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Mathy Vanhoef, a researcher from the University of Leuven (KU Leuven), has discovered a severe flaw in the Wi-Fi Protected Access II (WPA2) protocol that secures all modern protected Wi-Fi networks.

The flaw affects the WPA2 protocol itself and is not specific to any software or hardware product.

Vanhoef has named his attack KRACK, which stands for Key Reinstallation Attack. The researcher describes the attack as the following:

Our main attack is against the 4-way handshake of the WPA2 protocol. This handshake is executed when a client wants to join a protected Wi-Fi network, and is used to confirm that both the client and access point possess the correct credentials (e.g. the pre-shared password of the network). At the same time, the 4-way handshake also negotiates a fresh encryption key that will be used to encrypt all subsequent traffic. Currently, all modern protected Wi-Fi networks use the 4-way handshake. This implies all these networks are affected by (some variant of) our attack. For instance, the attack works against personal and enterprise Wi-Fi networks, against the older WPA and the latest WPA2 standard, and even against networks that only use AES. All our attacks against WPA2 use a novel technique called a key reinstallation attack (KRACK).

In simpler terms, KRACK allows an attacker to carry out a MitM and force network participants to reinstall the encryption key used to protected WPA2 traffic. The attack also doesn't recover WiFi passwords.

Attacker must be within WiFi network range

The attack works only if the attacker is in the victim's WiFi network range, and is not something that could be carried out via the Internet.

HTTPS may also protect user traffic in some cases, as HTTPS uses its own separate encryption layer. Nonetheless, HTTPS is not 100% secure, as attacks exist that could downgrade the connection and grant the attacker access to HTTPS encrypted traffic [1, 2, 3, 4, 5, 6].

The KRACK attack is universal and works against all type of devices connecting or using a WPA2 WiFi network. This includes Android, Linux, iOS, macOS, Windows, OpenBSD, and embedded and IoT devices.

The attack allows a third-party to eavesdrop on WPA2 traffic, but if the WiFi network is configured to use WPA-TKIP or GCMP encryption for the WPA2 encryption, then the attacker can also inject packets into a victim's data, forging web traffic.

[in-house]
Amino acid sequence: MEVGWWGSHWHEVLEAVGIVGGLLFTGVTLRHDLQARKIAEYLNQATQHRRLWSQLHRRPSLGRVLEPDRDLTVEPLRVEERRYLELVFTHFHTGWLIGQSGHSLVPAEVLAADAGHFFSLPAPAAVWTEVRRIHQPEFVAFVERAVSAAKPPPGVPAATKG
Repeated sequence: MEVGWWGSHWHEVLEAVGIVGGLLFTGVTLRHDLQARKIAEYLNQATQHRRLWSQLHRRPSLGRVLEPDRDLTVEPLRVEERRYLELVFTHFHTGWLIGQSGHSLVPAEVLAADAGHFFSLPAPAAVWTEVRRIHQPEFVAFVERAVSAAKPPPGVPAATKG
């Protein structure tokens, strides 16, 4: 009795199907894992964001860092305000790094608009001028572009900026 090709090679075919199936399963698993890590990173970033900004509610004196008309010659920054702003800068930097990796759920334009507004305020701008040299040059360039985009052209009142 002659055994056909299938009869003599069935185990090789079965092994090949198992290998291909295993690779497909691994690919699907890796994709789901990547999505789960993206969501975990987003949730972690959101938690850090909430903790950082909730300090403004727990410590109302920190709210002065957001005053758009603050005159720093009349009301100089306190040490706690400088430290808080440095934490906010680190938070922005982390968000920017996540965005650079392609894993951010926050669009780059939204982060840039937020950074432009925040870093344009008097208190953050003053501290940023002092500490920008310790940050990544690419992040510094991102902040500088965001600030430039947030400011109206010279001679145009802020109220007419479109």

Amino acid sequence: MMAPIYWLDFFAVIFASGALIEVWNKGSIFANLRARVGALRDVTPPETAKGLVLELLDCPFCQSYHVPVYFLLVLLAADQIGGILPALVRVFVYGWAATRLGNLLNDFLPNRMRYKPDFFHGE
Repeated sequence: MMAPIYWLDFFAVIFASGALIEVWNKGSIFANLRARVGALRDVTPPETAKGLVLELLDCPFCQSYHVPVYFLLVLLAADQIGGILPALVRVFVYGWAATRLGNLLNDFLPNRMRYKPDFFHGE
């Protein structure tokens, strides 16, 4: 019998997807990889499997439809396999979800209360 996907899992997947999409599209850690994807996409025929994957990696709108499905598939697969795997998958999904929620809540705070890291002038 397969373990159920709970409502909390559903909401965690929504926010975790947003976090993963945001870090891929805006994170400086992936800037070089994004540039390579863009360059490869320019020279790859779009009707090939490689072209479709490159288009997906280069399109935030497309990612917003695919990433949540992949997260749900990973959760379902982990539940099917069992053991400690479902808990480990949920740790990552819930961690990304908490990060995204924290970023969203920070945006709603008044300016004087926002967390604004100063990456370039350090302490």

Almost any device is affected

Because the vulnerability in establishing the WPA2 handshake affects the protocol itself, even devices with a perfect protocol implementation are affected.

Changing WiFi passwords doesn't protect users. Users must install firmware updates for affected products.

"Any device that uses Wi-Fi is likely vulnerable," Vanhoef said. "Luckily implementations can be patched in a backwards-compatible manner." A list of available products and updates will be available in this US-CERT advisory page that will go live in the following hours. No updates are available at the time of publishing.

While updates are expected for desktops and smartphones as soon as possible, experts believe routers and IoT devices will be affected the most and will see a delay in receiving firmware updates.

Issue discovered last year

Vanhoef discovered the issue in 2016 but kept working to refine his attack. The researcher sent notifications to some affected vendors in July 2017, and US-CERT sent a broader note to more vendors at the end of August.

The expert describes the attack in much more depth on a website dedicated to the KRACK attack, and in a research paper the expert plans to present at this year's Computer and Communications Security (CCS) and Black Hat Europe conference.

Vanhoef also published a video demoing and explaining the KRACK attack.

The following CVE identifiers will help you track if your devices have received patches for the WPA2 flaws Vanhoef discovered.

  • CVE-2017-13077: Reinstallation of the pairwise encryption key (PTK-TK) in the 4-way handshake.
  • CVE-2017-13078: Reinstallation of the group key (GTK) in the 4-way handshake.
  • CVE-2017-13079: Reinstallation of the integrity group key (IGTK) in the 4-way handshake.
  • CVE-2017-13080: Reinstallation of the group key (GTK) in the group key handshake.
  • CVE-2017-13081: Reinstallation of the integrity group key (IGTK) in the group key handshake.
  • CVE-2017-13082: Accepting a retransmitted Fast BSS Transition (FT) Reassociation Request and reinstalling the pairwise encryption key (PTK-TK) while processing it.
  • CVE-2017-13084: Reinstallation of the STK key in the PeerKey handshake.
  • CVE-2017-13086: reinstallation of the Tunneled Direct-Link Setup (TDLS) PeerKey (TPK) key in the TDLS handshake.
  • CVE-2017-13087: reinstallation of the group key (GTK) when processing a Wireless Network Management (WNM) Sleep Mode Response frame.
  • CVE-2017-13088: reinstallation of the integrity group key (IGTK) when processing a Wireless Network Management (WNM) Sleep Mode Response frame.

How to fix the KRACK Vulnerability?

The first thing you should do is not panic. While this vulnerability could allow an attacker to eavesdrop on or modify data being transmitted over wireless connections, at the same time, this attack is not going to be easy to pull off and a working exploit has not been published as of yet.

The good news is that this is a highly covered vulnerability and vendors will quickly release updates to fix this flaw. For consumers and business users, this means updating your router, access point, wireless network adapters, and devices with new firmware and drivers as they are released.

To make it easier for you, BleepingComputer has started compiling a list of vendors who have released advisories or driver and firmware updates. This list can be found at List of Firmware & Driver Updates for KRACK WPA2 Vulnerability and will be constantly updated as BleepingComputer receives new information.